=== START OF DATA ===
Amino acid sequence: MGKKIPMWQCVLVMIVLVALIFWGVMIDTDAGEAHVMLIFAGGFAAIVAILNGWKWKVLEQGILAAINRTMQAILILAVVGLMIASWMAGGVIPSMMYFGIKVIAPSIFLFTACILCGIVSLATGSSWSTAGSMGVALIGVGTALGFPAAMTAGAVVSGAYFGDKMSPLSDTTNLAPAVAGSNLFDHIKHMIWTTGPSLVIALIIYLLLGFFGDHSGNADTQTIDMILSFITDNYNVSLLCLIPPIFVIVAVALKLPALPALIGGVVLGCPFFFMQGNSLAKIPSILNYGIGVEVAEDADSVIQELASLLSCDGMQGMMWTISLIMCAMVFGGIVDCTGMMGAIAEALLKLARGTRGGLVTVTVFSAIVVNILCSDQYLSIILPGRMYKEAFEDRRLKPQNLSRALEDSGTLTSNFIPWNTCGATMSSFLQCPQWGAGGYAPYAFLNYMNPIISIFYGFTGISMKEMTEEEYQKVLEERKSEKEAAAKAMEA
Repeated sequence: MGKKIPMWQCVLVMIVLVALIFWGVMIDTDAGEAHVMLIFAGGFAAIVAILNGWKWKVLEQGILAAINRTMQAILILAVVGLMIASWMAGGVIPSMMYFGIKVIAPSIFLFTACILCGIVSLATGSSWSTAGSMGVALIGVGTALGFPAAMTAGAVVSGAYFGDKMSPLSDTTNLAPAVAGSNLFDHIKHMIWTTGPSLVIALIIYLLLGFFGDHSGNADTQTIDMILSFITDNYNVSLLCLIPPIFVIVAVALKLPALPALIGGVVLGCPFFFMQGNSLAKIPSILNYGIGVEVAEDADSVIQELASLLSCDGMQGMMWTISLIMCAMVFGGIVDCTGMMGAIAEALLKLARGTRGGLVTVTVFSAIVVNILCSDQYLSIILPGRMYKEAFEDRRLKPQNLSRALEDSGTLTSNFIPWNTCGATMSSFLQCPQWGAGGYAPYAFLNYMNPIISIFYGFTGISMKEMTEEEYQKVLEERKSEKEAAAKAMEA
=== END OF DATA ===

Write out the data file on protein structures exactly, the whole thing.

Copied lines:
Amino acid sequence: MGKKIPMWQCVLVMIVLVALIFWGVMIDTDAGEAHVMLIFAGGFAAIVAILNGWKWKVLEQGILAAINRTMQAILILAVVGLMIASWMAGGVIPSMMYFGIKVIAPSIFLFTACILCGIVSLATGSSWSTAGSMGVALIGVGTALGFPAAMTAGAVVSGAYFGDKMSPLSDTTNLAPAVAGSNLFDHIKHMIWTTGPSLVIALIIYLLLGFFGDHSGNADTQTIDMILSFITDNYNVSLLCLIPPIFVIVAVALKLPALPALIGGVVLGCPFFFMQGNSLAKIPSILNYGIGVEVAEDADSVIQELASLLSCDGMQGMMWTISLIMCAMVFGGIVDCTGMMGAIAEALLKLARGTRGGLVTVTVFSAIVVNILCSDQYLSIILPGRMYKEAFEDRRLKPQNLSRALEDSGTLTSNFIPWNTCGATMSSFLQCPQWGAGGYAPYAFLNYMNPIISIFYGFTGISMKEMTEEEYQKVLEERKSEKEAAAKAMEA
Repeated sequence: MGKKIPMWQCVLVMIVLVALIFWGVMIDTDAGEAHVMLIFAGGFAAIVAILNGWKWKVLEQGILAAINRTMQAILILAVVGLMIASWMAGGVIPSMMYFGIKVIAPSIFLFTACILCGIVSLATGSSWSTAGSMGVALIGVGTALGFPAAMTAGAVVSGAYFGDKMSPLSDTTNLAPAVAGSNLFDHIKHMIWTTGPSLVIALIIYLLLGFFGDHSGNADTQTIDMILSFITDNYNVSLLCLIPPIFVIVAVALKLPALPALIGGVVLGCPFFFMQGNSLAKIPSILNYGIGVEVAEDADSVIQELASLLSCDGMQGMMWTISLIMCAMVFGGIVDCTGMMGAIAEALLKLARGTRGGLVTVTVFSAIVVNILCSDQYLSIILPGRMYKEAFEDRRLKPQNLSRALEDSGTLTSNFIPWNTCGATMSSFLQCPQWGAGGYAPYAFLNYMNPIISIFYGFTGISMKEMTEEEYQKVLEERKSEKEAAAKAMEA